Editor’s note. This comes from Ohio Right to Life. The “variance” discussed is in reference to a requirement that abortion clinics have written transfer agreements with hospitals in case of emergencies.
This past week, two of the remaining abortion clinics in Ohio had administrative hearings regarding their status before the Ohio Department of Health.
Women’s Med Center (WMC) in Dayton is owned by the notorious late-term abortionist, Martin Haskell. WMC has a long history of legal battles with the Ohio Department of Health (ODH). WMC has continually sought a variance from ODH because they did not have a written transfer agreement. They applied for a variance in 2012, 2013, 2014 and 2015, and they were all denied. In 2016, ODH revoked the license for WMC. WMC appealed, and the judge presiding over the case allowed WMC to continue operating throughout the appeals process.
On Friday, Judge Mary Wiseman of the Montgomery County Common Pleas Court, held a hearing with oral arguments about whether WMC should be closed. We’re encouraged that WMC’s lawyers were quoted as saying “I think she is going to rule against us.” WMC and Haskell are infamous around the country for the reputation for being a location for late-term abortions (before Ohio’s Pain-Capable Unborn Child Protection Act was put into place).
The second administrative hearing involved Capital Care Network (CCN) of Toledo. If you’ve been following this situation for the past year, you’ll remember that the ODH, after a surprise inspection, discovered that CCN was not sticking to their own emergency medical procedures. They drove a woman who they suspected might have a perforated bowel in an employee’s personal vehicle, and dropped her off by herself with none of her medical records. After this, ODH levied a $40,000 civil fine.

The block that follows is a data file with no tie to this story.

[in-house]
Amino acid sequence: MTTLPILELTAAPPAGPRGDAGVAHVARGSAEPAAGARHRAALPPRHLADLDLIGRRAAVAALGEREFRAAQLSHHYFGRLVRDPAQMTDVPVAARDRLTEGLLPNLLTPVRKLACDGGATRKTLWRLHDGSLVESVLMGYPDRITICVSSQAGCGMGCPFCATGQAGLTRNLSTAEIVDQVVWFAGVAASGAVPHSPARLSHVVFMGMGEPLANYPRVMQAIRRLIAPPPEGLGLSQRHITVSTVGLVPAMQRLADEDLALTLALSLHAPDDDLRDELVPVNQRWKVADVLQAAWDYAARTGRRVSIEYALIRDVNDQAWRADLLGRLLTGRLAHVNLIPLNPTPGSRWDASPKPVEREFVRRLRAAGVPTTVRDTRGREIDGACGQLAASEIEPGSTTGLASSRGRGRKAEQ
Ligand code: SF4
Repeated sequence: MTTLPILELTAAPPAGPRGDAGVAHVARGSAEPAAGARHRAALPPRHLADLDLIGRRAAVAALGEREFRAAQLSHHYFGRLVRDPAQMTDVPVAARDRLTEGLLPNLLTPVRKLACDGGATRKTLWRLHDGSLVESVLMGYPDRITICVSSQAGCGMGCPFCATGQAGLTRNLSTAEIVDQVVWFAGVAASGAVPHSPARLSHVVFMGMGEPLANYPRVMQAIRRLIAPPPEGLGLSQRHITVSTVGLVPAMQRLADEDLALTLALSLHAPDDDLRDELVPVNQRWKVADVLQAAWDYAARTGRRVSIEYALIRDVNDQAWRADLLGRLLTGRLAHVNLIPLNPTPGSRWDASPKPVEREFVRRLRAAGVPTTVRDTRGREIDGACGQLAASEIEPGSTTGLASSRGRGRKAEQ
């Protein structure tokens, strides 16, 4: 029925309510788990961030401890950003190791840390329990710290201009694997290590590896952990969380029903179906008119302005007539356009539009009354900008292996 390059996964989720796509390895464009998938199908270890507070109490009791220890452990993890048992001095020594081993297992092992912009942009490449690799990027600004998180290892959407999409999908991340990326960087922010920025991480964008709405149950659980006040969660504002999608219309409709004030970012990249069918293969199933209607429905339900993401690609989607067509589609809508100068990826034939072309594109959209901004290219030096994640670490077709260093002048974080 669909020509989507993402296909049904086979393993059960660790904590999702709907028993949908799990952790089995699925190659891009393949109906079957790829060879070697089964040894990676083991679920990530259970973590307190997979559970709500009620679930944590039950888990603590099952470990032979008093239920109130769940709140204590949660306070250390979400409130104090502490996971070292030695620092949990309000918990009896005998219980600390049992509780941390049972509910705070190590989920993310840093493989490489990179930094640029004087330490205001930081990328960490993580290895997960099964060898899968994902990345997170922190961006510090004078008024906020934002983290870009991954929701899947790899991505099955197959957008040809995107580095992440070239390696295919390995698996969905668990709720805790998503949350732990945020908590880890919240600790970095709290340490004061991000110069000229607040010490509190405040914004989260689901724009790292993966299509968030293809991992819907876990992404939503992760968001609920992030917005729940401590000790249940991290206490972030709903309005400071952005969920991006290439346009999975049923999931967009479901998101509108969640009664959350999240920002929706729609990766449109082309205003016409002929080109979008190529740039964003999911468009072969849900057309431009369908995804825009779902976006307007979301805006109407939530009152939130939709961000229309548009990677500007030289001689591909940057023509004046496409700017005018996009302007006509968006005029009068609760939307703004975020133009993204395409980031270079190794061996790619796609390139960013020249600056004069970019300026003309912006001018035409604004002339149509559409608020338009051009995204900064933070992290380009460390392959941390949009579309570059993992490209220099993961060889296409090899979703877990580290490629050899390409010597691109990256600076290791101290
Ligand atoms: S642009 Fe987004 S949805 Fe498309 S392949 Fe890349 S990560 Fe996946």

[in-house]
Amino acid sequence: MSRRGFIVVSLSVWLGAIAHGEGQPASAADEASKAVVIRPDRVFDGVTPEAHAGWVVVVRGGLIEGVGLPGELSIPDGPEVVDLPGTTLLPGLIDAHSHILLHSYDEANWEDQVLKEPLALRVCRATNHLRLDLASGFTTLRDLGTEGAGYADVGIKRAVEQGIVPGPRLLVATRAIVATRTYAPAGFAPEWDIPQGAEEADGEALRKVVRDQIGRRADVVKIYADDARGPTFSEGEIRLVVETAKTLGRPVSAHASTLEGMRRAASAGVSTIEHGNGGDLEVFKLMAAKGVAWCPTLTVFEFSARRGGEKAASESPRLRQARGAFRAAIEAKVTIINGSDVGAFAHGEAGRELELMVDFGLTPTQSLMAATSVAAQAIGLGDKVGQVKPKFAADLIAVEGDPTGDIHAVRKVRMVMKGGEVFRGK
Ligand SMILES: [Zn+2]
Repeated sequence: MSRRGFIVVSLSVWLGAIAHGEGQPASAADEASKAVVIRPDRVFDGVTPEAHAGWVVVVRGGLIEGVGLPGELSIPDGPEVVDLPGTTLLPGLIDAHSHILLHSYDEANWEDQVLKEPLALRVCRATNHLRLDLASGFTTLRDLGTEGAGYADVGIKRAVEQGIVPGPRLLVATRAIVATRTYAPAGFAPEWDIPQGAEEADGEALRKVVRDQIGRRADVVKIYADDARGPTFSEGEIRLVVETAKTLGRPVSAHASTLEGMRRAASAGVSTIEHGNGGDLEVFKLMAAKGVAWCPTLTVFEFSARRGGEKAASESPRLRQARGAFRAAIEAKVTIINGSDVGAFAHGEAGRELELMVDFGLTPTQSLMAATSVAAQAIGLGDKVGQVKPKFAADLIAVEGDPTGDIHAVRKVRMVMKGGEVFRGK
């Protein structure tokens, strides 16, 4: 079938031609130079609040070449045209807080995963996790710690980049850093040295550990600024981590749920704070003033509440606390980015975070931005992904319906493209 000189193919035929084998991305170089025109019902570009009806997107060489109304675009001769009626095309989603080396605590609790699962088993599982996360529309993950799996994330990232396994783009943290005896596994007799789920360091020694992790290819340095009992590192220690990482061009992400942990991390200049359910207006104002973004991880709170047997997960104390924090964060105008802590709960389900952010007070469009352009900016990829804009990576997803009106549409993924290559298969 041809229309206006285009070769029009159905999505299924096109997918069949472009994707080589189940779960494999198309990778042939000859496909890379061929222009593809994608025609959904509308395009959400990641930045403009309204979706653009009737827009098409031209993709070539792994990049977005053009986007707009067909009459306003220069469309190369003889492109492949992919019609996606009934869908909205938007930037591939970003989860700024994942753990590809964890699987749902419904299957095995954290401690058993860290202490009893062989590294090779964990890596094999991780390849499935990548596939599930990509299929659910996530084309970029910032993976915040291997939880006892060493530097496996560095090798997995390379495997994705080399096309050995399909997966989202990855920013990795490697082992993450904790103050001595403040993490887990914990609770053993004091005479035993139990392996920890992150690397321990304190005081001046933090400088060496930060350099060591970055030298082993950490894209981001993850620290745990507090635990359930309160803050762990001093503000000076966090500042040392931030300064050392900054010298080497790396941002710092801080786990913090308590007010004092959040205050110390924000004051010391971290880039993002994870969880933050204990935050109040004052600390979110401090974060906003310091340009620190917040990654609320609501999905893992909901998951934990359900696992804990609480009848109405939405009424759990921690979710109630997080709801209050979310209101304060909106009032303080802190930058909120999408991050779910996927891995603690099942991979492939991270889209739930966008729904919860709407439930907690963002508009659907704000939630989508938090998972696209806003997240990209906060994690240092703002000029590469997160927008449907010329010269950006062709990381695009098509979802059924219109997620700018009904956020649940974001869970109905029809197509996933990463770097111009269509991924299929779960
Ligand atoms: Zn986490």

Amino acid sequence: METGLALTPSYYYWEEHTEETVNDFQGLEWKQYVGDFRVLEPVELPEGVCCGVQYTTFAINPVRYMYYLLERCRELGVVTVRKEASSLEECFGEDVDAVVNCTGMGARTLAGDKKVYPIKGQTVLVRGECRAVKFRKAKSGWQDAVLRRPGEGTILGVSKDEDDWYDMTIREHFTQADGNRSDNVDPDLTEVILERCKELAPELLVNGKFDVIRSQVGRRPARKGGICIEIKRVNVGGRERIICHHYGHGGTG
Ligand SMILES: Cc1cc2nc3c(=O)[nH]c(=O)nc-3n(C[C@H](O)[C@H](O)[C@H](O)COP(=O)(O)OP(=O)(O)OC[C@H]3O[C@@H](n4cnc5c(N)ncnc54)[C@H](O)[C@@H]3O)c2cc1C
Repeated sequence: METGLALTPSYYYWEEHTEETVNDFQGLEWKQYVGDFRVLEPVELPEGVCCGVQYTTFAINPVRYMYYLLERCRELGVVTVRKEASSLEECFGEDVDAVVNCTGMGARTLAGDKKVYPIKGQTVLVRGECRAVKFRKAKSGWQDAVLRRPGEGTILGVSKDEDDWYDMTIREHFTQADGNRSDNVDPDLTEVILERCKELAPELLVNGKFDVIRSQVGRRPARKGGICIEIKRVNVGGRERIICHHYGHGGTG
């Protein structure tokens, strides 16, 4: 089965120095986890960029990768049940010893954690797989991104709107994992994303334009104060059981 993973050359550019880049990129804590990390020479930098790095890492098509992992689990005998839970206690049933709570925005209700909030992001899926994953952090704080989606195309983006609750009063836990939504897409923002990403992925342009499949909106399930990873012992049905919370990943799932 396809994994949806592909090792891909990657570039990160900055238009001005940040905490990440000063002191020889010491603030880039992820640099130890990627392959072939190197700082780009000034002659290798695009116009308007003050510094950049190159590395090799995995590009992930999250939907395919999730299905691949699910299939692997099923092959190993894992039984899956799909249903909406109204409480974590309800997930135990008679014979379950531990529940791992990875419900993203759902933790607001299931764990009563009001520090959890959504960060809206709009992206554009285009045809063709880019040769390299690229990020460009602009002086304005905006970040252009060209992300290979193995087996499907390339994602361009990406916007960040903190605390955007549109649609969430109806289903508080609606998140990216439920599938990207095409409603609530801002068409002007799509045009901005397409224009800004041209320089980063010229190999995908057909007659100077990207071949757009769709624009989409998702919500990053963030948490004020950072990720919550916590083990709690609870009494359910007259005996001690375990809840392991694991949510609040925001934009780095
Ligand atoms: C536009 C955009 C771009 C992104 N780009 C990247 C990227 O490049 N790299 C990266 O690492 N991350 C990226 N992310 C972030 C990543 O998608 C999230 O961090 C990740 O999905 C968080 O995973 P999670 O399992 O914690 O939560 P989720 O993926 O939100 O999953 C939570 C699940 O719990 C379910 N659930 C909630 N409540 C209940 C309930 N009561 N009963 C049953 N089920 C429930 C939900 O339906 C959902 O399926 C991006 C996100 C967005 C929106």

Unrelated to this, but during this time, CCN briefly lost their license because they didn’t have a valid written transfer agreement and were temporarily closed, but the license was granted after ProMedica Hospital System decided to prop up CCN. Although CCN is open for business, they still have yet to pay the fine they owe.
On Friday, both ODH and CCN submitted their final arguments to the Hearing Examiner. ODH laid out that, whether or not the woman actually had a perforated bowel, the fact that they suspected she might was enough to go through with their medical emergency policy. CCN wrote in their argument that at no point during the situation did anyone think that it was truly an emergency.
The Principal Assistant Attorney General said of CCN “The stated reason for why Capital Care chose a private vehicle was because ambulances are more expensive.” CCN put a woman’s health on the line, because they were too worried about their bottom line.
We will be sure to keep you updated as more unfolds with the status of these two abortion clinics. We’re proud that in the last seven years, Ohio has seen eight abortion facilities closed, and a decrease in abortions by 25%.
We will continue to fight against the abortion lobby in Ohio, until the day the Ohio Abortion Report reads “Zero. Nothing to report.”